As has been widely discussed of late, Congress recently passed legislation imposing tentative contract agreements on unionized rail workers after it appeared that a strike blocking the deal was imminent. While reporting on this issue has largely focused on the aversion of a strike that would have likely crippled the U.S. supply chain during a busy winter, the U.S. government’s decision to step in also stripped rail workers’ unions of their leverage to negotiate better terms and conditions of employment. Indeed, the U.S. government was not obligated to intervene, and the imposition of a deal that a majority of rail workers rejected underscores the power imbalances at play in any employment relationship, whether involving unionized labor or not.
Chief among the terms for which rail workers intended to strike were more favorable sick leave and attendance policies. Specifically, they sought to renegotiate no-fault attendance policies—a brand of attendance policy under which workers are penalized for tallying a predetermined number of absences over a specified time period. As detailed in Faruqi & Faruqi, LLP’s pending lawsuit on behalf of a proposed class of correction officers against the City of New York, “no fault” attendance policies like the one in place at the New York City Department of Correction unfairly punish workers with disabilities or who have taken protected leave (e.g., under the Family and Medical Leave Act, or “FMLA”), as well as those who have served in the military or otherwise may require more time off from work than the average person. See Fulton, et al. v. City of New York, No. 1:20-cv-00144-WFK-MMH (E.D.N.Y.).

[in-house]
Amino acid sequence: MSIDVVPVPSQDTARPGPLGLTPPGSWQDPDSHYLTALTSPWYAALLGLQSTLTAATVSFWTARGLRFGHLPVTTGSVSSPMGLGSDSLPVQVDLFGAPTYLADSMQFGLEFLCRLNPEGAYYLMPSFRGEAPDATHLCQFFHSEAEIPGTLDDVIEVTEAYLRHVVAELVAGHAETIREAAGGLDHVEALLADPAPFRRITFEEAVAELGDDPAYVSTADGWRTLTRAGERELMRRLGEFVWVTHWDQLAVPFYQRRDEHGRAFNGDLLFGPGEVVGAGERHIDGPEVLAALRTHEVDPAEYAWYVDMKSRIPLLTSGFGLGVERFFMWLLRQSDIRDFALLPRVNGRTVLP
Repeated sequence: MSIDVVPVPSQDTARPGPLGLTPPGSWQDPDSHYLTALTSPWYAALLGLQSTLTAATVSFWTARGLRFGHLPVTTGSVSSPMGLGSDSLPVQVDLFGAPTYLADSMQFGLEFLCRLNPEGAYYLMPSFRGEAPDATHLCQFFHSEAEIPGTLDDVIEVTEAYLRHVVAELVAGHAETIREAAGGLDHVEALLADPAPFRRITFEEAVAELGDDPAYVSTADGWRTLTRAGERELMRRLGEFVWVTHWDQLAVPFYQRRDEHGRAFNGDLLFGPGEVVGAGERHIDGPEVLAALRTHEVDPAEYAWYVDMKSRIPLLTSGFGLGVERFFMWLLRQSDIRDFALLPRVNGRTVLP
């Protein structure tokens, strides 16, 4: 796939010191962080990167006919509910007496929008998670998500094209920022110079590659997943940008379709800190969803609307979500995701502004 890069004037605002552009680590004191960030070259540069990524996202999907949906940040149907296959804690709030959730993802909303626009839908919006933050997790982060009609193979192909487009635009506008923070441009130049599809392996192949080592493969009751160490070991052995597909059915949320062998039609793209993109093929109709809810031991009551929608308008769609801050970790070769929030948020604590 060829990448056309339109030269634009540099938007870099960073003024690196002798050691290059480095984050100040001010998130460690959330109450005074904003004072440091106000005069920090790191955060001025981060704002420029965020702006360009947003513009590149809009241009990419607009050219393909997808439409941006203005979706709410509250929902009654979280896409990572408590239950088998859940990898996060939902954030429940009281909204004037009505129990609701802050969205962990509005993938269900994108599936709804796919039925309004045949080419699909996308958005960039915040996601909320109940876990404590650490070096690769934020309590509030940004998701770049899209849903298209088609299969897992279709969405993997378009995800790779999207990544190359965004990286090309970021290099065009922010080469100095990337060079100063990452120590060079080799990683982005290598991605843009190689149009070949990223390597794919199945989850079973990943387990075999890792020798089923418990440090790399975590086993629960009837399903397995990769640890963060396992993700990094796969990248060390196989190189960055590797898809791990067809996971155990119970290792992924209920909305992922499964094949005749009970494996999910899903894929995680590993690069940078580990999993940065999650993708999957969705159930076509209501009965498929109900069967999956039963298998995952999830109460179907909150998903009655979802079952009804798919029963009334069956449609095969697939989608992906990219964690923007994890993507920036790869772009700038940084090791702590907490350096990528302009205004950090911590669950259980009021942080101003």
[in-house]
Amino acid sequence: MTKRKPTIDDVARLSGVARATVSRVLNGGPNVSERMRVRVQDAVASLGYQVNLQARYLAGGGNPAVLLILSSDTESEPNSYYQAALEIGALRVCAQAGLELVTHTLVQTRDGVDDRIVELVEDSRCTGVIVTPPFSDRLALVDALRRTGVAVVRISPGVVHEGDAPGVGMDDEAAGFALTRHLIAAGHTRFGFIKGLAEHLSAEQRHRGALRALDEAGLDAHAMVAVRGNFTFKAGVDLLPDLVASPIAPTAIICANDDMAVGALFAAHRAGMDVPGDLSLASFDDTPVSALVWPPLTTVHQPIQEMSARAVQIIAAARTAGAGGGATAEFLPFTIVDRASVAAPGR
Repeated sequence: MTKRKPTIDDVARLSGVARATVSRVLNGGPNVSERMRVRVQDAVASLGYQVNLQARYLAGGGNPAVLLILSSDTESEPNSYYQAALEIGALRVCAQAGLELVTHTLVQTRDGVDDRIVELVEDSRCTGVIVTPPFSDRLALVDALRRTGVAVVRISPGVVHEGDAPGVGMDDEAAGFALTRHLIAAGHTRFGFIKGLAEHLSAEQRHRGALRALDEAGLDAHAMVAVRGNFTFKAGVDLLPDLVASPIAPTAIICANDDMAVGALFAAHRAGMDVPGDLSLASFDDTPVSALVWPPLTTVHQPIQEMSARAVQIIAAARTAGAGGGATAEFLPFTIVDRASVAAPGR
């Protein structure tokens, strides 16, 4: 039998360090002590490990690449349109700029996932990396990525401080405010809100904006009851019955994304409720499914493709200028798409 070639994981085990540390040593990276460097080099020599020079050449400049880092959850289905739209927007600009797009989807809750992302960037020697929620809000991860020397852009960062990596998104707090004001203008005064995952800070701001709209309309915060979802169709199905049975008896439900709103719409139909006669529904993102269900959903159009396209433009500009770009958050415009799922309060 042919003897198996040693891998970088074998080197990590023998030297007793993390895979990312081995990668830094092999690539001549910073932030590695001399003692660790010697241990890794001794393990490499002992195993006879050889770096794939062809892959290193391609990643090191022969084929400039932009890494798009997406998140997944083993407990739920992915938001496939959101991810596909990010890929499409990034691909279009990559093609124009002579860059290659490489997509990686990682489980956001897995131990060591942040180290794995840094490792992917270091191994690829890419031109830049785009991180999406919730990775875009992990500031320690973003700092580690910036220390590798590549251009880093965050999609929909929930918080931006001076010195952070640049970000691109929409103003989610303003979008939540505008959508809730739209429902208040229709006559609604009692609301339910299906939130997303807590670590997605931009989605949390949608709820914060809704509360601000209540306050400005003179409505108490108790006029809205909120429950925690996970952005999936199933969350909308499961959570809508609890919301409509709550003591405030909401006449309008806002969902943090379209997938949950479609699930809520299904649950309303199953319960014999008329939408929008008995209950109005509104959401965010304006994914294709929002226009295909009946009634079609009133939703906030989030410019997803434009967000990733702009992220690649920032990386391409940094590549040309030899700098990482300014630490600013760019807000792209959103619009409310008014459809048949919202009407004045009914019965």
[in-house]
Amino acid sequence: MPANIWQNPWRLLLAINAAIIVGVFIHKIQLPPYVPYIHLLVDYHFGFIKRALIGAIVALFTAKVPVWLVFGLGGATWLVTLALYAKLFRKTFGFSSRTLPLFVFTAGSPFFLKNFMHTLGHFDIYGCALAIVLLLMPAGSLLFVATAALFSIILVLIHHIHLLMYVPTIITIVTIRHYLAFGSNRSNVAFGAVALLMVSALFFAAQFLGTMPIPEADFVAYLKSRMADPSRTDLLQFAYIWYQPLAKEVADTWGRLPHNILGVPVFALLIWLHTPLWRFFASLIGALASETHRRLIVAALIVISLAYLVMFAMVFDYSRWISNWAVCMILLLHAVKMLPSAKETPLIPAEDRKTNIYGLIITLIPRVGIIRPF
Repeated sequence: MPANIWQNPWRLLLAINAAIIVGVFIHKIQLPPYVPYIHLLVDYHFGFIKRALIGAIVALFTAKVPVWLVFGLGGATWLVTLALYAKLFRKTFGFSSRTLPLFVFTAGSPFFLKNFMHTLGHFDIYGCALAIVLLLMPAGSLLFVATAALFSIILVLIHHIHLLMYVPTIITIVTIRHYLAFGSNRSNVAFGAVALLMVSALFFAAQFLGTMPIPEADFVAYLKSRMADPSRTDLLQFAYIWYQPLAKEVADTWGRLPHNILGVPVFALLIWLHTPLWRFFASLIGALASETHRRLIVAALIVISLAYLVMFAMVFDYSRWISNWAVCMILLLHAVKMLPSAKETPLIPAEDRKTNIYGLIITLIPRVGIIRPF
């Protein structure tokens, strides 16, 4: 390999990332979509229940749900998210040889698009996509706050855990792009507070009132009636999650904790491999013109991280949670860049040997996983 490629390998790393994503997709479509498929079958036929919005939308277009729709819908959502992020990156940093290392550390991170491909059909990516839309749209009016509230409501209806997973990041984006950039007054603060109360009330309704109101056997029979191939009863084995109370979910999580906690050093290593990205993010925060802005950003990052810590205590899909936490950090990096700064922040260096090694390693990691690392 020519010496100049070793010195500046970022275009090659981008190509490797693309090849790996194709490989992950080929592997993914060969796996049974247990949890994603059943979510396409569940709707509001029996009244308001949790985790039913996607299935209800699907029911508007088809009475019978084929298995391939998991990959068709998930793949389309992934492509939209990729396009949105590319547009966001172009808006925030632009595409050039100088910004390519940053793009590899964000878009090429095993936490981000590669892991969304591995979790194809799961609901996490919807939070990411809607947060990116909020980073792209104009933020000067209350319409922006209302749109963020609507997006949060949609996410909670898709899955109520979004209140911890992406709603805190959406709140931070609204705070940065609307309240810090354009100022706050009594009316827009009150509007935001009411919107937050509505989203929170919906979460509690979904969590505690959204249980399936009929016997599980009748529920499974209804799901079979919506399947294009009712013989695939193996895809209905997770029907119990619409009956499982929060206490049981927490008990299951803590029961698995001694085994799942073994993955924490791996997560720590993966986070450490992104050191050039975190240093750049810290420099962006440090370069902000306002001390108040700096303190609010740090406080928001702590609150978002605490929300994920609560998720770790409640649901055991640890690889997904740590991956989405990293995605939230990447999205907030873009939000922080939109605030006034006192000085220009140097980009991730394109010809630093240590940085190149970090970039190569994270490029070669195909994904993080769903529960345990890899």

With the rail workers’ dispute dominating headlines, the news of New York’s recently passed legislation targeting no-fault attendance policies could not have come at a more opportune time. Specifically, through another amendment to the New York Labor Law’s anti-retaliation provisions, New York will bar employers from retaliating against their workers for taking legally protected time off. This includes not only time off that is protected under the FMLA or Americans with Disabilities Act, but also paid sick time and paid family or medical leave (as opposed to FMLA leave, which is unpaid), as well as time off for voting, jury duty, and all other types of leave to which New York employees have a legal right.
The recent amendment also expands the definition of prohibited retaliatory actions to include “assessing any demerit, occurrence, any other point, or deductions from an allotted bank of time, which subjects or could subject an employee to disciplinary action”—language that is clearly targeted at no-fault attendance policies, specifically.
While other state laws could arguably be interpreted to provide some of these protections, New York will be the first state with a law that explicitly prohibits retaliation for taking protected leave, even when carried out under the terms of a no-fault attendance policy.
The new law is set to take effect in February 2023.
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Faruqi & Faruqi, LLP focuses on complex civil litigation, including securities, antitrust, wage and hour and consumer class actions as well as shareholder derivative and merger and transactional litigation. The firm is headquartered in New York, and maintains offices in California, Georgia and Pennsylvania.
Since its founding in 1995, Faruqi & Faruqi, LLP has served as lead or co-lead counsel in numerous high-profile cases which ultimately provided significant recoveries to investors, direct purchasers, consumers and employees.
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About Alex Hartzband
Alex Hartzband's practice is focused on employment litigation. Alex is a Partner in the firm's New York office.
Partner at Faruqi & Faruqi, LLP
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